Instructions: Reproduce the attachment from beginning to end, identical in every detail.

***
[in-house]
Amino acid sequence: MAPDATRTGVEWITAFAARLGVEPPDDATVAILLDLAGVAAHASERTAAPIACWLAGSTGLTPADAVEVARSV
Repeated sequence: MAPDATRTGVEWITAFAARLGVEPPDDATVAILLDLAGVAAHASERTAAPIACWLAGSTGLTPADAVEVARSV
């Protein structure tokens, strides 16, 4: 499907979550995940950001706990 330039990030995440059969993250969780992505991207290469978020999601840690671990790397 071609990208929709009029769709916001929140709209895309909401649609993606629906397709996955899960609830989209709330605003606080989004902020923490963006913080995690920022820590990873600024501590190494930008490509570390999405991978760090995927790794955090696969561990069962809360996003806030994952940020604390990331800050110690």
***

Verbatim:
[in-house]
Amino acid sequence: MAPDATRTGVEWITAFAARLGVEPPDDATVAILLDLAGVAAHASERTAAPIACWLAGSTGLTPADAVEVARSV
Repeated sequence: MAPDATRTGVEWITAFAARLGVEPPDDATVAILLDLAGVAAHASERTAAPIACWLAGSTGLTPADAVEVARSV
């Protein structure tokens, strides 16, 4: 499907979550995940950001706990 330039990030995440059969993250969780992505991207290469978020999601840690671990790397 071609990208929709009029769709916001929140709209895309909401649609993606629906397709996955899960609830989209709330605003606080989004902020923490963006913080995690920022820590990873600024501590190494930008490509570390999405991978760090995927790794955090696969561990069962809360996003806030994952940020604390990331800050110690």